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Every 3.6 Seconds a Website is Infected According to Sophos

Every 3.6 Seconds a Website is Infected According to Sophos

Infected websites have been the single biggest threat over the past six months, and the threat vectors that have seen the most growth are Web 2.0 and social networking technologies, according to the report, which was released Wednesday by security firm Sophos.

Approximately 23,500 infected webpages are discovered every day – that's a new one every 3.6 seconds, according to Sophos' recently released July security threat report. That infection rate is faster than in 2008, during which the first half of that year saw a newly infected website being identified every 4.5 seconds, Richard Wang, manager, Sophos Labs U.S. told SCMagazineUS.com on Tuesday.

“Compromised sites are the threat that people are most likely to encounter,” Wang said.

Over the past few months, security firms have frequently warned about a number of the mass-compromise attacks, such as Gumblar, Belanden or Nine-Ball, all of which were said to have compromised tens of thousands of legitimate sites by injecting them with malicious code that redirects users to malware.

Another increasingly worrisome problem for organizations are threats originating from social networks, according to the report. Going forward, cybercriminals will continue to try out different techniques utilizing Web 2.0 technology, such as writing code that works across social networks, Wang said. Recently, one piece of malware distributed through Facebook was designed to steal Twitter credentials. It then aimed to send posts from compromised Twitter accounts directing users to malicious websites, Wang said. According to the report, a quarter of businesses have already been victims of spam, phishing or malware attacks propagated on social networking sites like Twitter, Facebook, Myspace and LinkedIn.

“IT departments have been saying for years, 'don't click on spam and open attachments,' but haven't gotten across that social networks can also be sources of potentially dangerous material,” Wang said.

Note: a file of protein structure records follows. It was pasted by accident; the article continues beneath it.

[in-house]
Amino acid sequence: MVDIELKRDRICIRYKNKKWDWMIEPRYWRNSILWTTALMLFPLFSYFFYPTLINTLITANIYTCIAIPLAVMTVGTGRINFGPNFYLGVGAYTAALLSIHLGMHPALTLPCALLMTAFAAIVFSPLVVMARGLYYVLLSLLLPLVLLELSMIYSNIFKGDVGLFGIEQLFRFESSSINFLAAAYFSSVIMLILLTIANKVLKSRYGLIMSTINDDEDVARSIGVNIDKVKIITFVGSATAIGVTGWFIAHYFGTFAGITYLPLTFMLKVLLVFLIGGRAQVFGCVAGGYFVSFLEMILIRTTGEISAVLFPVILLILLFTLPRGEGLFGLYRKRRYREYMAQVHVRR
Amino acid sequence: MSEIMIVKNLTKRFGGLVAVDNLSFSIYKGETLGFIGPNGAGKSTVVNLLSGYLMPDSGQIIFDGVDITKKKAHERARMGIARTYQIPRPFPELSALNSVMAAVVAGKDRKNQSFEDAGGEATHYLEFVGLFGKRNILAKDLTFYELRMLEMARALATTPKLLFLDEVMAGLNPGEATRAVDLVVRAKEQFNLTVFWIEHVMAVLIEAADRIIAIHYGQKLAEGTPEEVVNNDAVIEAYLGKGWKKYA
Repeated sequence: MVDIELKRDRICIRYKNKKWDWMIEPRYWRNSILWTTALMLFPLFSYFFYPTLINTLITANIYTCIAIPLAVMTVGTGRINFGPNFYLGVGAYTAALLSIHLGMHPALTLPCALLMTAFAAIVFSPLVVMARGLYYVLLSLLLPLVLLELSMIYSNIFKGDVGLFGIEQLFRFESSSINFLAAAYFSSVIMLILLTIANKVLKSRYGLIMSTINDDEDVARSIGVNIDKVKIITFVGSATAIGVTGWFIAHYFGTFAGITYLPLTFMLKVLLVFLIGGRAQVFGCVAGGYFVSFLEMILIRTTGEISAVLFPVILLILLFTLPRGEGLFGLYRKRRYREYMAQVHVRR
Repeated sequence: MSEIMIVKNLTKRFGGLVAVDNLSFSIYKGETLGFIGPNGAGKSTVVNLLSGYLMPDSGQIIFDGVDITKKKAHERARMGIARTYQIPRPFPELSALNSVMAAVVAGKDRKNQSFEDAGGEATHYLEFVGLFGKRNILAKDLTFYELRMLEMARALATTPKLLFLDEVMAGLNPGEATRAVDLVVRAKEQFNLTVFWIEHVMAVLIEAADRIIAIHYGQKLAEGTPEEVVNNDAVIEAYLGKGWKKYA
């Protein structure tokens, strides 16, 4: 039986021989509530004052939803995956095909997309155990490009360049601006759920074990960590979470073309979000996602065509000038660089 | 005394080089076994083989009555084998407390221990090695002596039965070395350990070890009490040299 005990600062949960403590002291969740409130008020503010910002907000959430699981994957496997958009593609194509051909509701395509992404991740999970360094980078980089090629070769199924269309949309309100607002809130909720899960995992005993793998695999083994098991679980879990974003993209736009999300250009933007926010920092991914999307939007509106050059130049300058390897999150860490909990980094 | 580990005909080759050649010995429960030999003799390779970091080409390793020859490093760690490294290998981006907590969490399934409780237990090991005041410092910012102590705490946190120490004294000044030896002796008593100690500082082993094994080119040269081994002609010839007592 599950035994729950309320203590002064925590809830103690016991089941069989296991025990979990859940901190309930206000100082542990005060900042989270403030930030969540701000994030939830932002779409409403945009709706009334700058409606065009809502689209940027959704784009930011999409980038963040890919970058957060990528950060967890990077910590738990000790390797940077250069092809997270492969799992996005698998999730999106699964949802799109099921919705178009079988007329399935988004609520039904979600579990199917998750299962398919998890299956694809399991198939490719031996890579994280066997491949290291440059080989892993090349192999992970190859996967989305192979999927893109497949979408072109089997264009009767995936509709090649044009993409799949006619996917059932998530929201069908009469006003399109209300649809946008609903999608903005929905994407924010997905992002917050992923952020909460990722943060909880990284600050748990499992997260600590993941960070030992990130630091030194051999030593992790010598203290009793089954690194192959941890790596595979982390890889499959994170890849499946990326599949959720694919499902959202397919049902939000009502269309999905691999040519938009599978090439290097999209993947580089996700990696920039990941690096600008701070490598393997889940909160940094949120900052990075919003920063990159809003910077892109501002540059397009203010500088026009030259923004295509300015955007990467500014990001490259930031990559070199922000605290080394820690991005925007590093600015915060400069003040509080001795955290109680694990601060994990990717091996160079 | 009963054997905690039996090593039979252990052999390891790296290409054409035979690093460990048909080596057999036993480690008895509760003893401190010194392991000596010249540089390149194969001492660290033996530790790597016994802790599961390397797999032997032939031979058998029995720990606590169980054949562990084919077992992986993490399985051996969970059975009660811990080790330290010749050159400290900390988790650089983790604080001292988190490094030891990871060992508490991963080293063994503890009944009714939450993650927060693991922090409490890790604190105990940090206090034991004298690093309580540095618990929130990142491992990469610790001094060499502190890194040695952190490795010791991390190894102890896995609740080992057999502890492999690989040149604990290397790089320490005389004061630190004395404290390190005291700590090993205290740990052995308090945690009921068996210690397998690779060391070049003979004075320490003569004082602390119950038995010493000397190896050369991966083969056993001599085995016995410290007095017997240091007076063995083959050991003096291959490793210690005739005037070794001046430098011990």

In addition, social networking sites themselves are to blame for this trend, having grown quickly without putting adequate security in place to keep users secure, Graham Cluley, Sophos' senior technology consultant, told SCMagazineUS.com on Wednesday.

“They have very successfully gathered a huge audience, but they are not necessarily keeping them safe,” Cluley said.

Cluley recommended that social networking sites now must do their part by focusing more on security. He said they should be scanning messages sent between social networking users to determine if they are spam. Also, these organizations should analyze traffic for suspicious behavior – if hundreds of Tweets all say the exact same thing, for example, they may have been posted by compromised accounts. 

Besides leveraging Web 2.0 technologies and compromising websites, malware authors have also been diligently writing new exploits during the past six months. Currently 22.5 million identified malware samples are in existence – an all time high, Wang said. Twelve months ago, there were only 12. 3 million samples total, he added.

“In the last 12 months the criminals and hackers have written as much malicious software as the total of all the years up to that combined,” Wang said.

In addition, 40,000 new suspicious files are examined every day in Sophos' Lab, the report states.